Mastercard Will Support Government Backed Cryptocurrencies but Not Junk
Mastercard has announced that it is receptive to using nationally backed central bank issued digital currency in the future while holding on to its stance that all others are “junk”, The Financial Times reported.
Mastercard Will Deal With National Digital Currency
In an interview with the FT Ari Sarkar, Mastercard co-president for the Asia-Pacific region, spoke about the future of Mastercard concerning its relationship with cryptocurrency.
He said that the credit giant is willing to deal with cryptocurrency that is government backed. “If governments look to create national digital currency we’d be very happy to look at those in a more favorable way [compared with existing cryptocurrencies],”
While there is a long list of governments exploring a central bank backed cryptocurrency which includes England, Canada, China, Russia, India, Dubai, and Estonia, only Venezuela has actually launched one, and that to major international criticism.
This is not a change in stance from October 2017 when Mastercard CEO Ajay Banga referred to cryptocurrency as “junk” in a conversation with the Financial Times as he also said that if there were government-backed digital currency Mastercard would be involved. Saying at the time.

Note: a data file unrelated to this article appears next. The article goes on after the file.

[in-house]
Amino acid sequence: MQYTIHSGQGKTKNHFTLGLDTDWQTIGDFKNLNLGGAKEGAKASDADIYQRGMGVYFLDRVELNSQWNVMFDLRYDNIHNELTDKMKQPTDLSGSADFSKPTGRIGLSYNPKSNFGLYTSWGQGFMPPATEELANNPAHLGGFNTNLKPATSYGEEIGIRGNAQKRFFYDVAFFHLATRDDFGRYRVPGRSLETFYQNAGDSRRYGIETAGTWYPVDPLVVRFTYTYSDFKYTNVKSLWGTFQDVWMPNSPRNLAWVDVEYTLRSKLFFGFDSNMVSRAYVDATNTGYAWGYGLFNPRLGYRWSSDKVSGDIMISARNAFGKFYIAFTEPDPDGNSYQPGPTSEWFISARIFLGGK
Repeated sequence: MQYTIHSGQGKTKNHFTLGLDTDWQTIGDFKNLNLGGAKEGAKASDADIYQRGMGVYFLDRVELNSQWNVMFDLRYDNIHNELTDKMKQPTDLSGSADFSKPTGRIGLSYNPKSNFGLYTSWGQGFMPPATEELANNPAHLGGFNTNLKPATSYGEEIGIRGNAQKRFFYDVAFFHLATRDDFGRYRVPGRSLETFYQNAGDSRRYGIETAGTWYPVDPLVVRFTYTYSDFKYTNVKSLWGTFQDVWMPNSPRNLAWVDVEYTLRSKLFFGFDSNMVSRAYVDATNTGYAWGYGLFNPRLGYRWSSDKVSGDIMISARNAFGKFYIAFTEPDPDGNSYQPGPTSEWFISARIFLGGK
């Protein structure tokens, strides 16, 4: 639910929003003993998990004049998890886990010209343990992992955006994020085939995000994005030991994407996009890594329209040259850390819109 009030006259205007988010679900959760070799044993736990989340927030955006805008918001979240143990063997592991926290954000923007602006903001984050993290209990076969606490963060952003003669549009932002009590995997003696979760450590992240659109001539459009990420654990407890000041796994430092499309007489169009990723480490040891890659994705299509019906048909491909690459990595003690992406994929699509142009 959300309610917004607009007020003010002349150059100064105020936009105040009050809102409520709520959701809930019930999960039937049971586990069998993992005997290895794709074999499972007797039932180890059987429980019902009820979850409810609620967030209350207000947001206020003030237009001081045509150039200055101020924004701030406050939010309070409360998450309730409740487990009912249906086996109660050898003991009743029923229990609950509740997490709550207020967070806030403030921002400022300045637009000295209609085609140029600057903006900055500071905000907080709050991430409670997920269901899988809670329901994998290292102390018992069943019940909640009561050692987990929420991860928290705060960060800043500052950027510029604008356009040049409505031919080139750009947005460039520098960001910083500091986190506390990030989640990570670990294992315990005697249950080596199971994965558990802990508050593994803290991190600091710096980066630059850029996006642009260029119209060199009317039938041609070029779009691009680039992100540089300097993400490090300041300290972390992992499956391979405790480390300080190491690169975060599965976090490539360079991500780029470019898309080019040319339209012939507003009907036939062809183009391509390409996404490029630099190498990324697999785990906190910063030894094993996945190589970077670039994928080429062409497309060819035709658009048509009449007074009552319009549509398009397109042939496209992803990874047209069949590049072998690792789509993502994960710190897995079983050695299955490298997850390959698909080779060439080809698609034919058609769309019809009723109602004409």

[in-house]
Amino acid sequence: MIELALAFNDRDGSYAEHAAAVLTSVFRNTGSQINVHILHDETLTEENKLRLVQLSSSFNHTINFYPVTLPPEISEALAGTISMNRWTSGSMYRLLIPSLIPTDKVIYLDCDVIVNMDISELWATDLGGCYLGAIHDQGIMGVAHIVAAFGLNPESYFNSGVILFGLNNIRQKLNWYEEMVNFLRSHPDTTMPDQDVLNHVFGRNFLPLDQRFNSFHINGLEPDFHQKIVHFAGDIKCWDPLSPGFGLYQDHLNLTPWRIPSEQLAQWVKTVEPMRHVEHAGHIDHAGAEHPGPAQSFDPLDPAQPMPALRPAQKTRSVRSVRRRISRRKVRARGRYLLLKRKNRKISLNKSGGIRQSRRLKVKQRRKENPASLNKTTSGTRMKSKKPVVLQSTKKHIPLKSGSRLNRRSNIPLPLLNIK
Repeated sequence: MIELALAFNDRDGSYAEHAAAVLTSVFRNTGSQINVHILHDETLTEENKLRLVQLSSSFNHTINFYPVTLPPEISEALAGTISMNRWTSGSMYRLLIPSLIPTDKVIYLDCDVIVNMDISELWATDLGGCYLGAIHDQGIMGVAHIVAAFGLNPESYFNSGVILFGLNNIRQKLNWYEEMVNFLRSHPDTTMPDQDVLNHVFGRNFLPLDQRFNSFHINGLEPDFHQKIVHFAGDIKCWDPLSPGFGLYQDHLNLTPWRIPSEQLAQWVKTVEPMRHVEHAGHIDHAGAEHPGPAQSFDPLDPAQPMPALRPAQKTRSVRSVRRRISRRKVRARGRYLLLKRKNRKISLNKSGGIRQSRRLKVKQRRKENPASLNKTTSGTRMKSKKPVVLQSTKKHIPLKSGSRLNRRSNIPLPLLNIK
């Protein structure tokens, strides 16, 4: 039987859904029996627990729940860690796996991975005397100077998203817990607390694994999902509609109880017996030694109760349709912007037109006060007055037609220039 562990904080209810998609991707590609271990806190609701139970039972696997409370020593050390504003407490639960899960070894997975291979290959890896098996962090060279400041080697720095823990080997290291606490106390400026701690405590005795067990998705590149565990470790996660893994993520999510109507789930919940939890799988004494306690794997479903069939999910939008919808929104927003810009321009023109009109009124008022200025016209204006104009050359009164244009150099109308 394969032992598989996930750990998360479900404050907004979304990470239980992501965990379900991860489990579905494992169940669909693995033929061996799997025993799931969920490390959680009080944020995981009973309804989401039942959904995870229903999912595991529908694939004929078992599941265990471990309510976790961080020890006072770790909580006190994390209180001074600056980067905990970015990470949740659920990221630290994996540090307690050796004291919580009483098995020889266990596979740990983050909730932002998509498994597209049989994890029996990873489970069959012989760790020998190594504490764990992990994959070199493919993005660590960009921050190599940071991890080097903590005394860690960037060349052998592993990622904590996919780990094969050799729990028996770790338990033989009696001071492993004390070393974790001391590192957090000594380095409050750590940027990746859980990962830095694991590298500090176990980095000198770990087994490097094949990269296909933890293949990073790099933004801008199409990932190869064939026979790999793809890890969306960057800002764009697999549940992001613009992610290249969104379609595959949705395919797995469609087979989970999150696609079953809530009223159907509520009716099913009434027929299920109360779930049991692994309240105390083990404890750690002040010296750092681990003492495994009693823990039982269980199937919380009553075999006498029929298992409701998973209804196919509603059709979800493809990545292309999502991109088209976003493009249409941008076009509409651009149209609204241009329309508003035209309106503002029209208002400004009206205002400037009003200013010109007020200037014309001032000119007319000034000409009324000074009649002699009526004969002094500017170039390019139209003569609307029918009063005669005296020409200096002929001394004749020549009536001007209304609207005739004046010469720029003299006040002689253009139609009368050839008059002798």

“If the government creates digital currency, we will find a way to be in the game. We will provide rails for moving currency from customer to merchant. The government mandated digital currencies are interesting. Non-government mandated currency is junk.”
Sarkar also talked about a pilot program in Japan and Singapore that would allow Bitcoin traders to cash out directly onto their MasterCard. Adding that “The pilot] is a toe in the water, we’re fully cognizant of the reputational risk.”
5% Fee With Interest
Earlier last month Visa and Mastercard created a backlash of criticism when it relabeled cryptocurrency transactions from “purchases” to “cash advances”. This meant that traders using their cards were being charged an additional five percent from the credit company on top of any fees charged by the exchange.
On top of the percentage added on as cash advance traders would also be charged interest from the moment of the purchase. In some reported cases the interest would be over 20%. Still, Mastercard has not been ignoring the developing technologies completely as Sarkar mentioned Mastercard Labs, the credit company’s research arm, has filed for more than 30 patents related to blockchain technology and cryptocurrency.
Recently banks including Lloyds of London, Virgin Money in Australia, and Citigroup in the US, have banned customers from using credit cards for cryptocurrency purchases.